Early Intervention Speech, Occupational, ABA Therapy Preparing Wave of People With Autism for Workforce
As rates of autism diagnoses climb steadily, roughly 500,000 teens with autism are poised to enter the workforce over the next decade, according to advocates at Advancing Futures for Adults with Autism. Yet the majority of those people with autism struggle to land their first job, and 4 in 10 won’t work at all in their 20s. The spectrum is incredibly broad, so each comes to the table with their own strengths and challenges, but there is no question those who receive early intervention ABA therapy, speech and language therapy and occupational therapy fare much better long-term.
Last year, the U.S. Centers for Disease Control and Prevention updated autism prevalence rates by 15 percent to 1 in 59 children. That’s more than double what the rate was in 2000. Part of this has to do with improved awareness, earlier diagnoses and improved treatment models. Research published in the journal Frontiers in Public Health indicated early diagnosis (before 24 months, as early as 12 months) leads to earlier eligibility for intervention services (like ABA therapy), and other evidence-based research has indicated clear indication early intervention is causally related to better prognoses – including success in education and employment.
The AFFA reports that while most adults with autism want to work, fewer than 60 percent can land a job. The Americans With Disabilities Act prohibits employment discrimination on the basis of disability. Yet an adult deprived of early intervention therapies as a child has missed out on a critical development window to address significant challenges associated with everyday function and independence. This isn’t to say it’s ever entirely “too late” to initiate intervention strategies, but our ABA therapy team members know it’s most effective when it starts before age 5 (and the earlier the better).
Individuals With Autism Grapple With Challenges Landing, Keeping Jobs
As our ABA therapy providers at FOCUS Therapy in Fort Myers can explain, autism is a type of neurological development disorder impacting how people communicate and interact with other people. Some might come across as withdrawn, disruptive or unsympathetic. They might struggle to engage in key workforce skills, like accepting constructive feedback, collaborating or just maintaining the normal flow of conversation (which impedes professional networking as well as day-to-day tasks). They may have repetitive habits or routines that employers or co-workers may find strange or difficult to understand.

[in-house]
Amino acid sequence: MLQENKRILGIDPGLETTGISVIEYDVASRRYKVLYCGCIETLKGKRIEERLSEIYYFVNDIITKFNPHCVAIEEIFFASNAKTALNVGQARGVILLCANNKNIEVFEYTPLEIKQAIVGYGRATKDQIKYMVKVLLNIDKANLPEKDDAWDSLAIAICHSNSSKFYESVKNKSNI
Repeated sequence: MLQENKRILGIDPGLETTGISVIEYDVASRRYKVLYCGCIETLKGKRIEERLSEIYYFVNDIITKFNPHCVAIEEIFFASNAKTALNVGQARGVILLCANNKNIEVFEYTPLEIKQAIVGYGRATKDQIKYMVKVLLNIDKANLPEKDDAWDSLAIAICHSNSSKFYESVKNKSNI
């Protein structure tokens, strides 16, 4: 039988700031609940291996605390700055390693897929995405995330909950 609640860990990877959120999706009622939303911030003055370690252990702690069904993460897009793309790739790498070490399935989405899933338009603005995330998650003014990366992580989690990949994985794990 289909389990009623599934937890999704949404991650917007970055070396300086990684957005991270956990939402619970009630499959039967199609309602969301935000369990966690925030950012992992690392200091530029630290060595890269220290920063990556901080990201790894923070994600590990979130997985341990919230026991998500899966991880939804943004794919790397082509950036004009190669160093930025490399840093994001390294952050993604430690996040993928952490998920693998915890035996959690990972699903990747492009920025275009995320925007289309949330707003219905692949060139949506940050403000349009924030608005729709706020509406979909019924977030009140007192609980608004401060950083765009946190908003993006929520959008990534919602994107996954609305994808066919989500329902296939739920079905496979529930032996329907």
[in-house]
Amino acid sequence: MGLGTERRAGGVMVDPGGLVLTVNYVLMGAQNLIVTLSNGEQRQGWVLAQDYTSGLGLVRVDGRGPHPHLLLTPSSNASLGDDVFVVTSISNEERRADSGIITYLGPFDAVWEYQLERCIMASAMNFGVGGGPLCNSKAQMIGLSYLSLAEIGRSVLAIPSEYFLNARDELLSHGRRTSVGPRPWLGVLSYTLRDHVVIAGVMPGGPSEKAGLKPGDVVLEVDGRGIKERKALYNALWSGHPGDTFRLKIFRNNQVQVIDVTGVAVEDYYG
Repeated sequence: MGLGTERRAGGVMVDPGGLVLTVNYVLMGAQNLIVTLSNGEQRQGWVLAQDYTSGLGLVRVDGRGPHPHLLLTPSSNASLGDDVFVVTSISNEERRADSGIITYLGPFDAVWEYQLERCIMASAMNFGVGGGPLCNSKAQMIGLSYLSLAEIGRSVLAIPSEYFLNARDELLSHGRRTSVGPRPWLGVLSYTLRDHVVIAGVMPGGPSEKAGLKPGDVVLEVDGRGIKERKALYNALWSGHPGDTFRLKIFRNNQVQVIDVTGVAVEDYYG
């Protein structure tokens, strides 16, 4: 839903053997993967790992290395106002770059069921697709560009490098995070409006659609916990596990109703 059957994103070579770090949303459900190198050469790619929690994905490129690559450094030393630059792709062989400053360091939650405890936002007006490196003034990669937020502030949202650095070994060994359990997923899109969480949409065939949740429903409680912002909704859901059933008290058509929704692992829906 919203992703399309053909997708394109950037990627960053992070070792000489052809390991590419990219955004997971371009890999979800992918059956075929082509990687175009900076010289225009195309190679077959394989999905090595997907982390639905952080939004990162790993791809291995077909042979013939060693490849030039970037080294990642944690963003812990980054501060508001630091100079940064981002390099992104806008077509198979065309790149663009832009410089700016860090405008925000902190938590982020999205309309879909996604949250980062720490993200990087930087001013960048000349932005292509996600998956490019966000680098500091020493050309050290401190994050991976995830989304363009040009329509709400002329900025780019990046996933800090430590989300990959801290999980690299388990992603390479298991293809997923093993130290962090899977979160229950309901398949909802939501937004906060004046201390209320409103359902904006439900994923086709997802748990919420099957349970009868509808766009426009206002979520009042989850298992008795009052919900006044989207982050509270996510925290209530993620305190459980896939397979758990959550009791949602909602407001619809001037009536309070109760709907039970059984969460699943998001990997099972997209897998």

But just like a person with back problems may require special accommodations like ergonomic keyboards or special seating, people with autism can be given reasonable accommodation that allows them to be successful at work. But that’s often still only if they’ve had effective early intervention strategies to help them get to that point.
Research by the University of Washington’s Autism Center, published in the Journal of the American Academy of Child and Adolescent Psychiatry followed children with autism over the course of 20 years, and found those who had received early intervention like ABA therapy, speech therapy and occupational therapy (beginning at 18 to 30 months, at least 15 hours weekly for two years) resulted in children who made gains in intellectual ability and language and showed new areas of progress in reduced autism symptoms. Starting one-to-one interventions as soon as symptoms emerged was key.
Compared to children with autism who did not receive this kind of intense, early intervention treatment, those who did tested higher on IQ scores, had improved adaptive function and communication and (to researchers’ surprise) most of them continued to make gains even after therapy ended. The fact that it was both early and intense made all the difference.
Our ABA therapy providers are committed to helping give your child with autism all the tools he or she needs to maximize their chances for success.
FOCUS offers pediatric ABA therapy in Fort Myers and throughout Southwest Florida. Call (239) 313.5049 or Contact Us online.
Early intervention improves long-term outcomes for children with autism, June 9, 2015, University of Washington’s Autism Center
More Blog Entries:
After the NICU: Preemies Excel With Early Intervention Therapy Age 0 to 5, Feb. 26, 2019, Fort Myers ABA Therapy Blo